• There are three types of people in the world, those who don't know what's happening, those who wonder what's happening and those on the streets that make things happen.

Divorced from the Soil

Posted by Raunak Mahajan on January 8, 2013


Whatever disconnects itself from the land becomes rigid and hard. High culture begins in the preurban countryside and culminates with a finale of materialism in the world cities. Cosmopolitanism is the essence of rootlessness, because it is not tied to the land.

Oswald Spengler

My father was born in Peshawar, Pakistan. When India was partitioned, he and his family moved to New Delhi. My mother’s hometown is Srinagar, Kashmir. Ethnic cleansing by muslim militants forced her entire family out of Kashmir in the late 1980s. My father’s career in the Army meant that I kept changing cities every three years of my childhood. My work has taken me to several places and today I find myself in Haridwar, a new city, surrounded by new people. Been there before!

So when I’m asked where I belong to, I have no answer. I have no native or ancestral place. Unlike most Indians, I have no unique mother tongue. Is it my yearning to be tied to land that drives my passion for traveling? Am I in search of the Eden that I wish to tie myself to? Or have I developed a fear of tying myself to soil that makes me move whenever I find myself in a comfort zone?

I have often wondered how important the feeling of belonging is. I am still to find an answer. Until then, I remain divorced from the soil.

9 Responses to “Divorced from the Soil”

  1. soumyav said

    And I find myself very similar to you in this! As I too have been wandering around in places since childhood and even after marraige.But somehow have to give the place status a name similar to that of my in laws..which is supposed to be my land now. Its this constant change and movement which develops a personality within us to be flexible and adjusting alongwth being compassionate and tolerant to every one around us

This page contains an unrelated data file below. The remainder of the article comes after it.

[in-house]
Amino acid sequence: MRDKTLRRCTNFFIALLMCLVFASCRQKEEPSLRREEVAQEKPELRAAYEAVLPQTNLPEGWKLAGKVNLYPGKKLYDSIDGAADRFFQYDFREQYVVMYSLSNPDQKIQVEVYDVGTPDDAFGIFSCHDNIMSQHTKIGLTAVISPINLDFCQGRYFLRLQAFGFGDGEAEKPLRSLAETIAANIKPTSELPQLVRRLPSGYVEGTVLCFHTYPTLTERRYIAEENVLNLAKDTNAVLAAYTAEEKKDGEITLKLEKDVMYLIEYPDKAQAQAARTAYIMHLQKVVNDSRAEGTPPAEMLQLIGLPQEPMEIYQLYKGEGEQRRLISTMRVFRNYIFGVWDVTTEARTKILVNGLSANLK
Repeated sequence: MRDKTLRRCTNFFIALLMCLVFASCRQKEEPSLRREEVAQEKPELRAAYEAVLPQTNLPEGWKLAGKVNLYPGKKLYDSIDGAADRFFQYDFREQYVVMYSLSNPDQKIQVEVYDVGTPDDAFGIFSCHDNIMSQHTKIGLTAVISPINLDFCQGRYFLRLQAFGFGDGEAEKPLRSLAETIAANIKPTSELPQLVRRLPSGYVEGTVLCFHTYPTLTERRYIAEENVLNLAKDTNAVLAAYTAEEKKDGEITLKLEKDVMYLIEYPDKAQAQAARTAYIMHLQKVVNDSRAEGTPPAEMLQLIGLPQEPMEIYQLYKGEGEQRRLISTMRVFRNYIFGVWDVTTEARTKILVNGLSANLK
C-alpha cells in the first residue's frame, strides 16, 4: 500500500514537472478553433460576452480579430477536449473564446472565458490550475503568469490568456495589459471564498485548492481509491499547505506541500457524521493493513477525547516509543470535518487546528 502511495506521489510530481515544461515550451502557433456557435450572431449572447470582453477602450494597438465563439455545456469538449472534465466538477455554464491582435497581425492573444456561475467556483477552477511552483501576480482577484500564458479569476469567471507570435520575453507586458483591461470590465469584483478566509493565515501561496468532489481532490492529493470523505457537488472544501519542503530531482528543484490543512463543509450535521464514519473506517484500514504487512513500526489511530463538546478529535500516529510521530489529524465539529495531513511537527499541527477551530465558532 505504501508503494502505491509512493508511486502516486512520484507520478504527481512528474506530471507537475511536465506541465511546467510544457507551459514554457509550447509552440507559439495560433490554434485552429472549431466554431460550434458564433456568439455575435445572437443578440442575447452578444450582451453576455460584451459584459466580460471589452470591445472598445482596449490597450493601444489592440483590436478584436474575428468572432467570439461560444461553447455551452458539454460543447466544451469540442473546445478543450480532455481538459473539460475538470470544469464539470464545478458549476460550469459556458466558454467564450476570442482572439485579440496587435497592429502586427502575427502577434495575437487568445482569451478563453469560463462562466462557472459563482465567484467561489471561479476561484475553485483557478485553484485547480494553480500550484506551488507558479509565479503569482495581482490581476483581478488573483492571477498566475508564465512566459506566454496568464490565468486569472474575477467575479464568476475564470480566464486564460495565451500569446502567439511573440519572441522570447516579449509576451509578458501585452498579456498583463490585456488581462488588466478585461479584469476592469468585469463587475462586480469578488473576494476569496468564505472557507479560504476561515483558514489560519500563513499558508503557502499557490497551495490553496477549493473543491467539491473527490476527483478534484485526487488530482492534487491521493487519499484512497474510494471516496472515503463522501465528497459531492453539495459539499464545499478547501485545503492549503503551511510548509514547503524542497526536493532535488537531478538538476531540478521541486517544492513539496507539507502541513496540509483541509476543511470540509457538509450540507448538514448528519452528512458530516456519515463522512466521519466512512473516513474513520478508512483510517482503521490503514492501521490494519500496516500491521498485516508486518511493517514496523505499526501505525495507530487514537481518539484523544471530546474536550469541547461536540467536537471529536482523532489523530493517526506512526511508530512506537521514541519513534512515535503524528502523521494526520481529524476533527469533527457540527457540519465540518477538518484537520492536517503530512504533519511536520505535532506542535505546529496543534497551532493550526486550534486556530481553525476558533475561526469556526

2. Ajay Kaul said

    I am in a similar situation and I enjoy that feeling – keeps the mind open and leads to several unique relationships and experiences – experiences not tied to borders or ethnic considerations!

  3. Raunak, I know the feeling having to move every 2 or 3 or sometimes 4 years to somewhereelse in the world. Yes, it increases ones ethnic considerations, tolerance of other peoples cultures and customs, some of us even learn a different language in the process, but have you and Ajay (above) never felt the hesitation in other people you wanted to make friends with in letting you too close? This was my experience and often I have heard a phrase “…..Carina, it’s easier for you to leave from here. You are off to new adventures but I/we stay behind and will feel the void of your presence much more, and it hurts us therefore more, too….” Now that I am older and live in South India with my (indian) husband, I just dont feel the sadness so much any more, only miss certain friends at times because I have chosen my husband as “my best friend”.

    • Raunak said

      Hi Carina! I have noticed that lately, I have stopped making an effort to socialize or befriend anyone.For example, my wife and I lived in Hyderabad for 3 years, and in all those years we didn’t make much attempt to make local friends. Maybe that’s a side-effect of knowing that one is going to keep moving. Or it could be the result of my first job being in Pondicherry. As a North Indian, living there was such a cultural shock, that at a young age I learnt how to live alone.I immersed myself in books and other hobbies. Now these hobbies have become such an integral part of my life that I do not find the need or the time to socialize.
      Also, since India is so culturally diverse, it becomes difficult to form a bond with people in new cities.

      • I’ve lived in various places, and always found new friends sprang up all around me like mushrooms. Living in Sicily has been a real shock to me as it is the first and only time in my life that I have not found it easy to make friends. I have so manby hobbies and so many interesting things to read that I didn’t care for several years, but then it suddenly hit me that I was shrinking! personally shrinking!
        After putting in a fairly huge effort to make friends – something that had never taken any conscious effort on my part whatsoever – I realised the difference here was that nobody in Sicily ever moves around. they grow up in a small village and marry someone else form that small village. my old friends were all a very international bunch who kept moving about like me, whose spouses were of different nationalities, who would htink nothing of moving to a different land and learning a new language.
        And that is where I really feel at home – among people who have the same “international” mindset as I do… wherever we may be.

      • Raunak said

        thanks for sharing your experiences…international mindset is surely an asset..I wish more people had that.

  4. Home is where the heart is.

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